slSample ( char *fname ) ;
  slSample ( char *fname, slDSP *match ) ;
 ~slSample () ;
  char *getComment () ;
  void   setComment ( char *nc ) ;

  Uchar *getBuffer () ;
  int    getLength () ;
  void   setBuffer ( Uchar *buff, int leng ) ;

  void setRate   ( int r ) ;
  void setBps    ( int b ) ;
  void setStereo ( int s ) ;

  int  getRate   ()        ;
  int  getBps    ()        ;
  int  getStereo ()        ;

  int  getPlayCount ()     ;

  float getDuration ()     ;

  int loadFile    ( char *fname ) ;
  int loadRawFile ( char *fname ) ;
  int loadAUFile  ( char *fname ) ;
  int loadWavFile ( char *fname ) ;

  void changeRate   ( int r ) ;
  void changeBps    ( int b ) ;
  void changeStereo ( int s ) ;

  void autoMatch ( slDSP *player ) ;
  void adjustVolume ( float vol ) ;

  void print ( FILE *fd ) ;
} ;

There are three ways to construct a slSample - first, you can create an (initially) empty sample:

  slSample::slSample () ;

Secondly, you can provide a buffer of audio data (with either 1, 2 or 4 bytes per sample) - along with the length of that buffer (in bytes - NOT in samples).

  slSample::slSample ( Uchar *buff, int leng ) ;

You can also load a file from disk:

  slSample::slSample ( char *fname ) ;

In that case, slSample will look at the extension of the filename and choose an appropriate loader for that file type.

Since sample files from disk may well not match the settings on the slDSP that will be replaying it, there is an option to pass the address of the slDSP that will be doing the replaying and have the slSample automatically match it's settings to that of the replay unit.

You can load a sample file into a slSample at any time using:

  int slSample::loadFile    ( char *fname ) ;
  int slSample::loadRawFile ( char *fname ) ;
  int slSample::loadAUFile  ( char *fname ) ;
  int slSample::loadWavFile ( char *fname ) ;


  void slSample::autoMatch ( slDSP *player ) ;

The basic 'slSample::loadFile' call will auto-detect the file type - the remaining three calls presume the file to be of the type indicated irrespective of the extension.

  Raw - A simple file containing just the samples in the same
        format as required by the slDSP class (see above). These
        often have the file extension '.ub' (unsigned byte).
        Since this format has no header, it is always assumed to be
        mono, 8000Hz and 8bps. If you know better - then use
        setRate/setStereo/setBsp to sort out the resulting mess!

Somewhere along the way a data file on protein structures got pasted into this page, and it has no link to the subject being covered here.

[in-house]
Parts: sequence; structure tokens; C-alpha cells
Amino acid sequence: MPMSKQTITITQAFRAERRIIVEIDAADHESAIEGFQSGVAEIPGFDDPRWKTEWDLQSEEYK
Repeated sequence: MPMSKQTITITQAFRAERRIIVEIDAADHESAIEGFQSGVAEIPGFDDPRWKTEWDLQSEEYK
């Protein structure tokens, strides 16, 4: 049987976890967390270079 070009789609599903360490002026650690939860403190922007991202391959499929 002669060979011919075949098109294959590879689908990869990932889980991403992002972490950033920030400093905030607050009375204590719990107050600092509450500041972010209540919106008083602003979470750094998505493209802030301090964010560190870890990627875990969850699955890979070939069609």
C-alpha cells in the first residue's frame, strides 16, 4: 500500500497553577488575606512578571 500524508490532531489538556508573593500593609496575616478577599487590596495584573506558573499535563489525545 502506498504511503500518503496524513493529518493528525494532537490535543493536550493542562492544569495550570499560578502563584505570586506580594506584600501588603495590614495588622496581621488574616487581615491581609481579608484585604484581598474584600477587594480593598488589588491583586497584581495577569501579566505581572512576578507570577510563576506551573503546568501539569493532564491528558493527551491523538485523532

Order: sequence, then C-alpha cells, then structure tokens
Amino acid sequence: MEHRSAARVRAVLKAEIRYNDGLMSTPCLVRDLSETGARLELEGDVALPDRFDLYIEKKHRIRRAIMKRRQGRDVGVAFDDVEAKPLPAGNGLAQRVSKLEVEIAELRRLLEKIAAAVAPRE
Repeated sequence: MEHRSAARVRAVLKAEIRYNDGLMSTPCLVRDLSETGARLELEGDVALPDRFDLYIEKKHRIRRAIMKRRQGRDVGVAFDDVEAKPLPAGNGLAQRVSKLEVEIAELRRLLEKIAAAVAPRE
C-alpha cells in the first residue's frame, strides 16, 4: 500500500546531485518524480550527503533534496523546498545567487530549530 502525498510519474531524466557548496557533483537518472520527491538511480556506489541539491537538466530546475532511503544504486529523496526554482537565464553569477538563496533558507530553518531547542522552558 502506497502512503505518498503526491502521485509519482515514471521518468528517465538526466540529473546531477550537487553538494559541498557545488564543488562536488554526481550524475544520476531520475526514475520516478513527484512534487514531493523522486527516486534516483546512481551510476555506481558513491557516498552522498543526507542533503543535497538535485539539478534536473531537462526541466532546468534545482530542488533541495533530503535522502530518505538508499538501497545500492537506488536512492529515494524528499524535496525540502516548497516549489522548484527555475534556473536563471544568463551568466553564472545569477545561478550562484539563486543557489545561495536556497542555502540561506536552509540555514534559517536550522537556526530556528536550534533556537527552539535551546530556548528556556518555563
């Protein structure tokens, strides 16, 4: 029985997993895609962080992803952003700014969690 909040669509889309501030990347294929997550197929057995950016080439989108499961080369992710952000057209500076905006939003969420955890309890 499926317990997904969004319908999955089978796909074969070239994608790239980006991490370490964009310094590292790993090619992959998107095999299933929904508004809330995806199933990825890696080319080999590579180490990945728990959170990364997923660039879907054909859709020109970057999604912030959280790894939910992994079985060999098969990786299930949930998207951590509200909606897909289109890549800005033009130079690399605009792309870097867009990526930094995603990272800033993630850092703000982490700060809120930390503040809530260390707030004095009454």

AU  - (Sun Microsystems 'audio' format), this file type typically
        has the '.au' extension.
  Wav - (Microsoft 'WAVE' format), this file type typically
        has the '.wav' extension.

All flavours of 'slSample::loadFile' return FALSE if the file cannot be read, TRUE otherwise. slSample::autoMatch allows the sample to be tweaked to work correctly with the slDSP that will be used to replay the sample subsequently.

  char *slSample::getComment () ;
  void  slSample::setComment ( char *nc ) ;

Each sound sample can have a comment string associated with it. Both '.wav' and '.au' files support such strings. In a 'wav' file, there may be multiple strings - only the first is read.

  Uchar *slSample::getBuffer () ;
  int    slSample::getLength () ;
  void   slSample::setBuffer ( Uchar *buff, int leng ) ;

These calls allow low level access to the sample buffer contained in an slSample. slSample::setBuffer makes a private copy of the buffer you pass to it, so you may delete your copy afterwards. slSample::getBuffer returns a pointer to the local buffer inside the slSample - you must not free it up. If you want to free up the memory in a slSample without deleting it then you should call slSample::setBuffer(NULL,0).

The following calls get and set the internal parameters of an slSample:

  void slSample::setRate   ( int r ) ;
  void slSample::setBps    ( int b ) ;
  void slSample::setStereo ( int s ) ;

  int  slSample::getRate   ()        ;
  int  slSample::getBps    ()        ;
  int  slSample::getStereo ()        ;

Note that setting a parameter does not affect the audio data in the buffer. If a sample was recorded at (say) 8KHz and you call slSample::setRate(16000), then the sample will replay at 16KHz but will be only half the usual duration and twice the frequency. The effects of slSample::setBps and slSample::setStereo are even more destructive if used inappropriately.

The main use for the slSample::setRate/setBps/setStereo are for when the audio data was created inside the program or read from a 'Raw' file format and there was no other indication of these settings. By default, such samples are assumed to be 8KHz, monophonic 8bps recordings. This is supported by almost all audio cards.

If you need to manipulate the sample so that it sounds right when replayed with settings that differ from those when it was recorded then you need:

  void slSample::changeRate   ( int r ) ;
  void slSample::changeBps    ( int b ) ;
  void slSample::changeStereo ( int s ) ;